Identity is usually defined as continuity of consciousness along time. It is so intriguing that one’s consciousness is nothing but a result of one’s neural activity in the brain. As this neural firing changes, consciousness changes, and identity morphs as well. Does it mean the “self” is  also different? Then, isn’t there anything of permanence within a human-being to make him/ his self, consistent? Maybe there isn’t. And that’s the most disturbing aspect. 


The question that bugs the reader is - Was the procedure worthwhile to Charlie, in any sense? Was he better in his shroud of ignorance than in his torturous but enlightening state of intelligence? Was the fleeting, if painful, process of self-awareness worth it? Reminds me of a psychiatrist's quote from some book I read a long time ago. The patient was a woman who was seriously delusional. She had lost her entire family in an accident and was living in an institution. But in her delusional state, she was extremely happy. She wore a big smile every morning and told everyone that she had just sent her kids to school and that she and her husband were planning an exotic vacation, etc. The psychiatrist says to people who ask him why he hadn't "cured" her - "Even if I could magically touch  her head to "cure" her, I wouldn't. She is happiest in her state, and it's a punishment to return her to reality." I know this is a bit of a stretch, but I often think of this quote.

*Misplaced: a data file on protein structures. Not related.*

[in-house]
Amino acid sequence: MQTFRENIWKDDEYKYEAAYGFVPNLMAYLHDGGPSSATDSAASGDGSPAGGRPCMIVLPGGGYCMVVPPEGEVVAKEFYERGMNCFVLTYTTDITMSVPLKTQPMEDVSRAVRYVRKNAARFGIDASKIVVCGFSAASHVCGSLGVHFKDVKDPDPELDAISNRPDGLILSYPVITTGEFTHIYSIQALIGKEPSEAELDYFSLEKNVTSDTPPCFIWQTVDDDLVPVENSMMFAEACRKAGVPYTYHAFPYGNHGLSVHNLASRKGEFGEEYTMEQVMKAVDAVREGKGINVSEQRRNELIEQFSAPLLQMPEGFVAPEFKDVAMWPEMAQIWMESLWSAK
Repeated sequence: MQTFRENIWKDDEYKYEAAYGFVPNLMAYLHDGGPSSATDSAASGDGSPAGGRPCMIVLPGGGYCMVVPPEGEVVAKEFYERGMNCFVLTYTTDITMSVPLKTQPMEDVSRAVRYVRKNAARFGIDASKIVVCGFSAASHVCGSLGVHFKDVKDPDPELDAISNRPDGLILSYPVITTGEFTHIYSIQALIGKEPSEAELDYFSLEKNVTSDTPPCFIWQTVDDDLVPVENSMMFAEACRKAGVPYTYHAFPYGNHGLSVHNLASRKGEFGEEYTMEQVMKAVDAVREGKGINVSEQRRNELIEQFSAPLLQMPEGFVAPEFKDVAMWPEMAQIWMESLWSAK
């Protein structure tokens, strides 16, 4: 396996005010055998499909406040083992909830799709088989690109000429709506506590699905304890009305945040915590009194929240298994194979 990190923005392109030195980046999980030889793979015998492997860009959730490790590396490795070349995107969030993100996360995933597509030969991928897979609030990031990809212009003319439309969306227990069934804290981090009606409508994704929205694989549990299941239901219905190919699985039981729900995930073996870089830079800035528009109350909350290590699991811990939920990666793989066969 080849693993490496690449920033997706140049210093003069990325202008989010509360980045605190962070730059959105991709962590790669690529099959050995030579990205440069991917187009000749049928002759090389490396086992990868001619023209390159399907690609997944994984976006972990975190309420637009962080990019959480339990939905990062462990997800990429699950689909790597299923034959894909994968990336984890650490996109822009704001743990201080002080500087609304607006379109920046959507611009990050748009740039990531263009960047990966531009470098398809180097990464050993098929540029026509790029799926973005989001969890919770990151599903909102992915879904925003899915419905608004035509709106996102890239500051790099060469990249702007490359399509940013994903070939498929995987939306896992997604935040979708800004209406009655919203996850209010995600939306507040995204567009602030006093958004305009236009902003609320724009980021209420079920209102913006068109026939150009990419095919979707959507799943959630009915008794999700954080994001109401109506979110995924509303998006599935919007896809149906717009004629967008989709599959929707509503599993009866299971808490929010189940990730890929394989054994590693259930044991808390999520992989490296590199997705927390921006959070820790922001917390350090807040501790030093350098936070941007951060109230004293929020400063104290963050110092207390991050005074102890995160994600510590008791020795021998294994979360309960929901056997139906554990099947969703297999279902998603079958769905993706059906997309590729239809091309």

The other overarching theme of the book is the morality and philosophical ethics behind inflicting such drastic procedures on humans and animals when the risks and consequences are high. This was the era during which the Milgram experiment, the Stanford Prison Experiment and other disturbing and cruel psychological and physical experiments were conducted in the name of science. Things have changed dramatically (or rather, over-dramatically) today. Now, even a simple experiment or research study involving human subjects needs to pass through a tight and merciless review board. We jump through multiple hoops before we can ask people to estimate colors and play simple video games. I guess it’s better to err on the side of safety. Participant rights, safety and well-being are given wholesome consideration before even a simple research experiment can be put into place. Although human-subjects are treated with more respect and consideration, I can’t say the same thing about animal experimentation. But things are probably a little more humane than they used to be. At the very least, there is awareness.